A young sales clerk urgently in need of money joined an “earn quick money” scheme and ended up having to pay nearly HK$400,000 in loans, the Hong Kong Economic Journal reports.
The victim, named Mandy, joined the investment scheme after she saw its advertisement on Instagram because she needed the money for a family member’s surgery and to pay her credit card bills.
According to the ad, an investor, by securing loans from finance companies, could earn 30 percent of the borrowed amount in no time at all.
On July 10, Mandy contacted the resource person on the ad, named Ryan, who asked her to borrow HK$200,000 under her name so that he could invest the money for her.
Ryan said she would receive a reward of HK$60,000 in two to three days, and his company would help her pay the loan.
Mandy agreed to join the scheme and made loans totaling HK$250,000 from four finance companies under her name on July 13 and 14, accompanied by Ryan’s colleague named Kelvin.
Kelvin then required her to use her credit card to buy jewelry worth around HK$60,000, which he later took with him.
Mandy asked him when she would receive her reward, but Kelvin demanded that she make another loan of HK$200,000.
It was only then that Mandy started suspecting it was a scam and reported to the police on July 24.
She also sought help from online discussion forums, where a man claiming to be a lawyer told her she allegedly had been involved in money laundering and warned her not to report to the police, otherwise she would go to jail.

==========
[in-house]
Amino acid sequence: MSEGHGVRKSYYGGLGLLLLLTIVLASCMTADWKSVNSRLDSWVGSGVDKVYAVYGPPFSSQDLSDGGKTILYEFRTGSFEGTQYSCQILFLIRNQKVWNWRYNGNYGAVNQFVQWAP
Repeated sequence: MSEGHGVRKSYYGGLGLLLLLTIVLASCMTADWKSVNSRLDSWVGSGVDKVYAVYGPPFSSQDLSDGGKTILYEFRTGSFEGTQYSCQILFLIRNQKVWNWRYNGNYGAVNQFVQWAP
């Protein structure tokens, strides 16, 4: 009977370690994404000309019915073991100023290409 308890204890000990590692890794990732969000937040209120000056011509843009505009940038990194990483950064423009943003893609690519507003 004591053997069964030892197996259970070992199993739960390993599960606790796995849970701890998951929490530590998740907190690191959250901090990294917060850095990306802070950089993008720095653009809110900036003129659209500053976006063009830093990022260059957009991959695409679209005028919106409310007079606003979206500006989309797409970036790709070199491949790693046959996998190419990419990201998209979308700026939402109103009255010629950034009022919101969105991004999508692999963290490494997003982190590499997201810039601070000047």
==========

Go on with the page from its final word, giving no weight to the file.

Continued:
Later, the “lawyer” said he was able to get in touch with Kelvin and asked him to return half of the money to her.
All in all, she had lost nearly HK$400,000 to the scheme, including the principal and interests she had to pay back to the finance companies.
Democratic Party lawmaker Andrew Wan Siu-kin, who is now assisting Mandy in the case, suspects that she has been victimized by so-called financial intermediaries who have “mutated” into an organized group engaged in deceiving people through investment schemes that promise huge returns.
Wan doubted if the police had waged any serious campaign to go after the people behind these scams, such as by conducting entrapment operations.
Police said they have been doing online monitoring and enforcement from time to time to go after such scams, and urged people to immediately report suspicious activities on the internet.
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